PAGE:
What gets little notice, however, is a series of academic studies over the last half-dozen years that claim to settle a once hotly debated argument — whether the death penalty acts as a deterrent to murder. The analyses say yes. They count between three and 18 lives that would be saved by the execution of each convicted killer.My heart weeps...
The reports have horrified death penalty opponents and several scientists, who vigorously question the data and its implications.
"Science does really draw a conclusion. It did. There is no question about it," said Naci Mocan, an economics professor at the University of Colorado at Denver. "The conclusion is there is a deterrent effect."Imagine that, not being hard on killers gets more innocent people killed.
A 2003 study he co-authored, and a 2006 study that re-examined the data, found that each execution results in five fewer homicides, and commuting a death sentence means five more homicides. "The results are robust, they don't really go away," he said. "I oppose the death penalty. But my results show that the death penalty (deters) — what am I going to do, hide them?"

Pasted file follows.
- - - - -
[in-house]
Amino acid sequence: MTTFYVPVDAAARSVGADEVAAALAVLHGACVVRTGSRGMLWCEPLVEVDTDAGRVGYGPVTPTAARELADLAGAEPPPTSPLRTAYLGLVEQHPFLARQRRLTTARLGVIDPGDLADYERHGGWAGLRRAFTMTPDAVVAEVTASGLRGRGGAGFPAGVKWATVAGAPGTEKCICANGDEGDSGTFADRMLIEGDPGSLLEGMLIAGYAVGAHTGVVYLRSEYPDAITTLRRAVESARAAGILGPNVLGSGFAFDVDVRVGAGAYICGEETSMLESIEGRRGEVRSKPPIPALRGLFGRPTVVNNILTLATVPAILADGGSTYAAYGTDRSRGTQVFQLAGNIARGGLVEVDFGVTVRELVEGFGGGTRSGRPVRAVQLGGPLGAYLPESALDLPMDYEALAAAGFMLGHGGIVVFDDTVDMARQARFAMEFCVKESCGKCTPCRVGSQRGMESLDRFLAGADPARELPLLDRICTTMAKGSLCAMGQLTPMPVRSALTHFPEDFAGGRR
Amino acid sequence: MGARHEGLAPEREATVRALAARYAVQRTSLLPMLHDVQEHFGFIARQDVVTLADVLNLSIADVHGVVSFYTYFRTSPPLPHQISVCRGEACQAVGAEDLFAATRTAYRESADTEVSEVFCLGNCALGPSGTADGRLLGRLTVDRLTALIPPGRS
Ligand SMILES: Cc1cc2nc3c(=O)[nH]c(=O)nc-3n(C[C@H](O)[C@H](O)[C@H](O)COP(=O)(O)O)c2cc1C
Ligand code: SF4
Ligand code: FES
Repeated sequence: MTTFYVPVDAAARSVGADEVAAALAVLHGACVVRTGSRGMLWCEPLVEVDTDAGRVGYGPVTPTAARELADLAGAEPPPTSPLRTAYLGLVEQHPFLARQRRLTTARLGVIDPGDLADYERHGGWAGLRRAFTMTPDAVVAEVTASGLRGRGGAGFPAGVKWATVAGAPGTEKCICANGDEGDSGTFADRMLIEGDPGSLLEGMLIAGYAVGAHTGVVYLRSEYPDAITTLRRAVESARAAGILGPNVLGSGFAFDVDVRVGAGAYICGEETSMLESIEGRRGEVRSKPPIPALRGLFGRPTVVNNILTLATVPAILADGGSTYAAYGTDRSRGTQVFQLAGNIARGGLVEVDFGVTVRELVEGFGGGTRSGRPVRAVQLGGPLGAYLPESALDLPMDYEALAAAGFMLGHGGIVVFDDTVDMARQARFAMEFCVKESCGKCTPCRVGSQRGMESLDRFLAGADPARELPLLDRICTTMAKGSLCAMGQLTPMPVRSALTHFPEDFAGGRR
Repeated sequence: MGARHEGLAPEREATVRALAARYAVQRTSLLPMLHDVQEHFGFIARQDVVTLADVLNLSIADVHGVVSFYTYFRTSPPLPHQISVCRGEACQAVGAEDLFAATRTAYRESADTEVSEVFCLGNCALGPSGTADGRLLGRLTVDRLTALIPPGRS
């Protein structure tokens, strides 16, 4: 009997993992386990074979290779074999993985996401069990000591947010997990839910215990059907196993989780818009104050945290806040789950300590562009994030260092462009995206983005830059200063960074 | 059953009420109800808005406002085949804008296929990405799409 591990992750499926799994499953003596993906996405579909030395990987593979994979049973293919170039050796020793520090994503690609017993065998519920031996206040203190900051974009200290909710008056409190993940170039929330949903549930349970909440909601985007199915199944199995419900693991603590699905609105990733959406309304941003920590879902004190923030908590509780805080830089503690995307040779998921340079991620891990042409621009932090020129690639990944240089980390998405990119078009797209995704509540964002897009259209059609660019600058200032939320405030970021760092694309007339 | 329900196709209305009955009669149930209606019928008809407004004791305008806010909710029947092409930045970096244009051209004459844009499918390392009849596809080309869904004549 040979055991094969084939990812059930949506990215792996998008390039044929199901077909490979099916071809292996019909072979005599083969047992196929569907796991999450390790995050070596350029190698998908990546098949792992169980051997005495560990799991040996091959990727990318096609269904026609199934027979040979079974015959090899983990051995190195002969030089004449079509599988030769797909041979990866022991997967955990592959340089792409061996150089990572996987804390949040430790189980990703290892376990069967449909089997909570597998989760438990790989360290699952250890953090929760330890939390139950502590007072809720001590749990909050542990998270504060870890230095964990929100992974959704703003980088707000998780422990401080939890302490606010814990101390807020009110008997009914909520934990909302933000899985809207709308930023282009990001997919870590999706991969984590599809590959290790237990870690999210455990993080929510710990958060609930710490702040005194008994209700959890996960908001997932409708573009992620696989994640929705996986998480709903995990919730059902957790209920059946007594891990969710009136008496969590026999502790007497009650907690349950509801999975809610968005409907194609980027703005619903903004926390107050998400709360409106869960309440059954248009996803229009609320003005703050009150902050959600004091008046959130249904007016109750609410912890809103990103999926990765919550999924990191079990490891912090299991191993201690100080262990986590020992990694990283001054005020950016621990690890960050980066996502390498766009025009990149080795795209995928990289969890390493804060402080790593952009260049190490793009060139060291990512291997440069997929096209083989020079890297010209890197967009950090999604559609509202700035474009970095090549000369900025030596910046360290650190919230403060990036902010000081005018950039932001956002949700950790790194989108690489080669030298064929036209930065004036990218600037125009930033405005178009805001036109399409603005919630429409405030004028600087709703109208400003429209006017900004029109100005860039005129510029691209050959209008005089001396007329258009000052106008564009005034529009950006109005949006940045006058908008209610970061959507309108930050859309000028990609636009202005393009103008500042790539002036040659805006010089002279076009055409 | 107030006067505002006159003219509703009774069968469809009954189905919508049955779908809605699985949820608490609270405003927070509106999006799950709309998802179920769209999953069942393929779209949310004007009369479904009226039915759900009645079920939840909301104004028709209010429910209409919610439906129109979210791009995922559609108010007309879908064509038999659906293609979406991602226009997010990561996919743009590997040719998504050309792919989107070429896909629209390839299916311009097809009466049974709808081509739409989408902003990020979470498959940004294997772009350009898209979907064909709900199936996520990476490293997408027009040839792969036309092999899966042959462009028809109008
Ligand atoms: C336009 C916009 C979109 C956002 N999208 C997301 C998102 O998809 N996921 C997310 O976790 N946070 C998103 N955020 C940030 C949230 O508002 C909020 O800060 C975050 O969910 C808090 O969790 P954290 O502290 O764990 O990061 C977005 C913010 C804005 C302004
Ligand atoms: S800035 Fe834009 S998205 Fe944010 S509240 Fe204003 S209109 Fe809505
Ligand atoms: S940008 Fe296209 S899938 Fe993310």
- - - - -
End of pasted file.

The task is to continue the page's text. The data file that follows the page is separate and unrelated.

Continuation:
I wonder just whose side the anti-death-penalty people are on.
You'd think they felt themselves immune from murder.
Among the conclusions:Got that?
• Each execution deters an average of 18 murders, according to a 2003 nationwide study by professors at Emory University. (Other studies have estimated the deterred murders per execution at three, five and 14).
• The Illinois moratorium on executions in 2000 led to 150 additional homicides over four years following, according to a 2006 study by professors at the University of Houston.
• Speeding up executions would strengthen the deterrent effect. For every 2.75 years cut from time spent on death row, one murder would be prevented, according to a 2004 study by an Emory University professor.
Showing compassion to the merciless gets more innocents killed.